Capital Land Gears Up For Expansion Drive – China Daily – 29-Nov-2014

December 2, 2014 - Uncategorized

CapitaLand, one of Asia’s largest real estate companies, is planning to build four integrated development projects in China annually over the next three years.

“There is still room for growth in China,” says Lim Ming Yan, president and CEO of the Singapore-based company. “From a risk perspective, it shall not be a problem if the investment portion of China exceeds 50 percent.”

CapitaMalls Asia, a regional shopping mall developer under Capita-Land, has 48 percent of its assets in China.

“Although we still hope to keep some business elsewhere, we are focusing on the core markets of China and Singapore,” Lim says, adding that the group is planning to keep intensifying investment in its five “city clusters” of Beijing-Tianjin, Shanghai-Hangzhou-Suzhou-Ningbo, Guangzhou-Shenzhen, Chengdu-Chongqing and Wuhan.

As of now, the company owns 150 real estate projects in China, mainly in these urban clusters.

Lim took over as president and CEO of CapitaLand in early 2013, and carried out a series of reforms, including new appointments and the realignment of operations within the company’s four main business units — CapitaLand Singapore, CapitaLand China, CapitaMalls Asia and The Ascott Limited.

The most recent personnel changes took place in September. Jason Leow, former CEO of CapitaLand China, was appointed as CEO of CapitaMalls Asia. His vacated position was assumed by Lucas Loh, CapitaLand China’s former deputy chief executive and chief investment officer.

“We have streamlined our structure, made it more flexible and carried out other major moves since last year, which are all oriented to our development strategy — our core markets,” Lim says.

CapitaLand currently has about 50 projects, with investment volume of S$36 billion ($28 billion), which are expected to be completed in the next three years. More than half of these are based in China.

CapitaLand is not alone in its “China craze”. Despite the Chinese government’s efforts to curb inflation and surging property prices, foreign investors are still bullish about the market.

In March, the Canada Pension Plan Investment Board announced a plan to invest $250 million in the Chinese real estate market through a new venture with Vanke, the nation’s largest residential developer.

And private equity firms including the US-based Blackstone Group and KKR have raised tens of billions of dollars targeting property investments in the Asian market.

“The foreign investors will show stronger and stronger interests in China’s capital market, especially the real estate market,” Shen Jianguang, chief Asia economist at Mizuho Securities Asia, said in a speech at the 2014 Boao Real Estate Forum in South China’s Hainan province in August.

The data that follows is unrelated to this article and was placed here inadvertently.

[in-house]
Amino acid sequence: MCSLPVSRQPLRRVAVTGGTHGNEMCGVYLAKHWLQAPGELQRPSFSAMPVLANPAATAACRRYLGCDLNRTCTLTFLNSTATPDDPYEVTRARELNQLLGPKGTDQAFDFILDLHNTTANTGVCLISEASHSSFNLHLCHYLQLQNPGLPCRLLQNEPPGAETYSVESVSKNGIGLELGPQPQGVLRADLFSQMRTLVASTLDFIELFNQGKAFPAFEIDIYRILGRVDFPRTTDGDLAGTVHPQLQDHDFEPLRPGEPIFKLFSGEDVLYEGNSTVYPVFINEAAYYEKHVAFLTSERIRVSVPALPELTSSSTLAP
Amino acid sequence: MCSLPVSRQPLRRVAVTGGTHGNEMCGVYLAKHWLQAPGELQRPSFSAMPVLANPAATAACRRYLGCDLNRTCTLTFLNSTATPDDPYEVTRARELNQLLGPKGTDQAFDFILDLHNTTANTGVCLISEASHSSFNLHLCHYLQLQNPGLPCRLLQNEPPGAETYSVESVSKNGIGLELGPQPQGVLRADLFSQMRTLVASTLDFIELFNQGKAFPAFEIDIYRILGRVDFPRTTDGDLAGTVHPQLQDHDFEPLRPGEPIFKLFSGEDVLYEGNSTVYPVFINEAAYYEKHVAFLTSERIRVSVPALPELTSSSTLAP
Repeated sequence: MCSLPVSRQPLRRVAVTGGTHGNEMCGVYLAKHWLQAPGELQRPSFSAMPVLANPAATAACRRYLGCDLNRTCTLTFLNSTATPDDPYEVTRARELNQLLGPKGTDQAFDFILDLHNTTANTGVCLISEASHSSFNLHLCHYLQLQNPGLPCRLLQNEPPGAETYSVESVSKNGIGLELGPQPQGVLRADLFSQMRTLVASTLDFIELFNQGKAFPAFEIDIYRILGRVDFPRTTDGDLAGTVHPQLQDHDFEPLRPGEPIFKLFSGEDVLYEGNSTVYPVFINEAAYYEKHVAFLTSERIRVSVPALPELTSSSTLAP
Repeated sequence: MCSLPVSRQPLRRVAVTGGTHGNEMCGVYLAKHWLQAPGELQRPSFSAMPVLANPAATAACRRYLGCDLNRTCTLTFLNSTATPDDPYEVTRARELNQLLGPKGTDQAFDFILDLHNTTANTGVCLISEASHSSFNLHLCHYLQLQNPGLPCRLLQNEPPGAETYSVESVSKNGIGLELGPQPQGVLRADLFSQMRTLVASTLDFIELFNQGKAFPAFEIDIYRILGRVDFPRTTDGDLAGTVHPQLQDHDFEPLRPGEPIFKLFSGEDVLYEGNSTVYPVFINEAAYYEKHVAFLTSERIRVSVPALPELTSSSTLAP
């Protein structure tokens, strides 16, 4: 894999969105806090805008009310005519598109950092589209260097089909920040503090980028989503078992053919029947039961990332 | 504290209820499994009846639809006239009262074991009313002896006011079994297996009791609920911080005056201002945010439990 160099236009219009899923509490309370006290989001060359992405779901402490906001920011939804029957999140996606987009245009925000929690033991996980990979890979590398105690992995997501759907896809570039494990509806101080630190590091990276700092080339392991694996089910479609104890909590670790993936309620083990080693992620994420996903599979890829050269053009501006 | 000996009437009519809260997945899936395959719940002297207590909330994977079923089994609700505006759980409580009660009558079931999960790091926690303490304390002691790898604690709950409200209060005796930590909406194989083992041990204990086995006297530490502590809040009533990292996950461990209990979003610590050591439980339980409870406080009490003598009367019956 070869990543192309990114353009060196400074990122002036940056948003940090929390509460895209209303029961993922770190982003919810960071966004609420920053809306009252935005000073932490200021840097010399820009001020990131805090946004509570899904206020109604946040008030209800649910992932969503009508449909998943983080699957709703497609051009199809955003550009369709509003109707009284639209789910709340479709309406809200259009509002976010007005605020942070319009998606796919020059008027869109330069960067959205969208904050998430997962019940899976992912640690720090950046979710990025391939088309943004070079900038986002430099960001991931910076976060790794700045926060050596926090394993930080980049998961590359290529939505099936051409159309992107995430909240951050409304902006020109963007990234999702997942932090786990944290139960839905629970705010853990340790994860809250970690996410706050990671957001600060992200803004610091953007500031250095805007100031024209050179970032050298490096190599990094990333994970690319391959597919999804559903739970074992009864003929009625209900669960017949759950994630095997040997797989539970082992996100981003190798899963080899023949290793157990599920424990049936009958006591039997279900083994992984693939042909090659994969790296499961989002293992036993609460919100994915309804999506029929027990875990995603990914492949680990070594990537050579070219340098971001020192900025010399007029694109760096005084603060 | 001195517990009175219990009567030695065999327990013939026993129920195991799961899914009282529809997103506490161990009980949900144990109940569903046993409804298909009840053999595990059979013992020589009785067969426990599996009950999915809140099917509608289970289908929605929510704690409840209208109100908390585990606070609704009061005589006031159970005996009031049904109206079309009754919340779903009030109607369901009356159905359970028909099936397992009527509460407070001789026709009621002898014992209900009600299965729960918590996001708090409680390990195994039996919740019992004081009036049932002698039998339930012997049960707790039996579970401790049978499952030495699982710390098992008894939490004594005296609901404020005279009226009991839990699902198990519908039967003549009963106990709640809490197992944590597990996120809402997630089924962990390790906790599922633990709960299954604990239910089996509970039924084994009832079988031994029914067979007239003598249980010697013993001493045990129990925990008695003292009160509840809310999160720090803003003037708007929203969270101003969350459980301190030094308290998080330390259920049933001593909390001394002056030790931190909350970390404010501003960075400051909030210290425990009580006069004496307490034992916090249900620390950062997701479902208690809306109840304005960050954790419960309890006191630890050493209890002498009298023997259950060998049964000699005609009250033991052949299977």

“The Chinese government started to ease the monetary policies in May, with more than 20 percent growth in fiscal expenditure and more than 20 percent decrease in effective interest rate. This has made investors across the globe view lower risks for a hard landing of China’s economy,” Shen added.

Lim from CapitaLand notes that there have been significant market changes amid the fast urbanization process in China.

“In the preliminary stage of urbanization, residential property enjoyed great market prospects,” he says. “Now, the development direction seems to have shifted to urban infrastructures since 2012 or 2013.”

However, although there are still opportunities available in developing commercial property such as shopping centers, the booming e-commerce platform in China is posing new challenges, according to Leow of CapitaMalls Asia.

“As e-commerce is gaining a larger and larger share of the retail market share, some clients are either reducing the number of their stores or narrowing the store area, which does pose new challenge to us,” Leow says.

CapitaMalls Asia is deploying some new strategies to cope with the changing marketplace. For example, it is integrating its 104 malls in Asia to collect data on the buying habits of their customers.

Leow says although it is easier for Internet companies to learn about consumer preferences by collecting data online, it is more difficult for physical stores.

“So we are gathering the data from our member customers to help the stores better understand their consumption habits, and thus make wise decisions when it comes to selecting the stores’ location, planning and design,” he adds.

 

China Daily

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